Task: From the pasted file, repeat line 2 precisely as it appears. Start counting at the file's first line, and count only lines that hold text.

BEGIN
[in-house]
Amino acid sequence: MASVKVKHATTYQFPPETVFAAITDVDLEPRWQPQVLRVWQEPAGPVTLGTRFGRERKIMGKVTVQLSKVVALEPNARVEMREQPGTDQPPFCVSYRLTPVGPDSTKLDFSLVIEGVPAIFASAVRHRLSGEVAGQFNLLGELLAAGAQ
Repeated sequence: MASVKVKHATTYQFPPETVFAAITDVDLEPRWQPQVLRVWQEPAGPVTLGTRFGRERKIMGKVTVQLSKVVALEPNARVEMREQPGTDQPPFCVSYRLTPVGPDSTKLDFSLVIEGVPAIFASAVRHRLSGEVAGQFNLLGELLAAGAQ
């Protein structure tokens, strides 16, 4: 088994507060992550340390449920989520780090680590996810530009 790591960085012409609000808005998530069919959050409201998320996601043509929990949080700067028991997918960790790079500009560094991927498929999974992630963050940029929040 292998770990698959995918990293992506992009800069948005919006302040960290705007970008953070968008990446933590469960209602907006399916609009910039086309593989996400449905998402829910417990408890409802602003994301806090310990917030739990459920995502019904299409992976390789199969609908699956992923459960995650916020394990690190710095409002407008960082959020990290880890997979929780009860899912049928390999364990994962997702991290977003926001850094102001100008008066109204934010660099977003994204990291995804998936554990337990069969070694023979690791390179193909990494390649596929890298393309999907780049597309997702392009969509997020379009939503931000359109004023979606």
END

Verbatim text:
Amino acid sequence: MASVKVKHATTYQFPPETVFAAITDVDLEPRWQPQVLRVWQEPAGPVTLGTRFGRERKIMGKVTVQLSKVVALEPNARVEMREQPGTDQPPFCVSYRLTPVGPDSTKLDFSLVIEGVPAIFASAVRHRLSGEVAGQFNLLGELLAAGAQ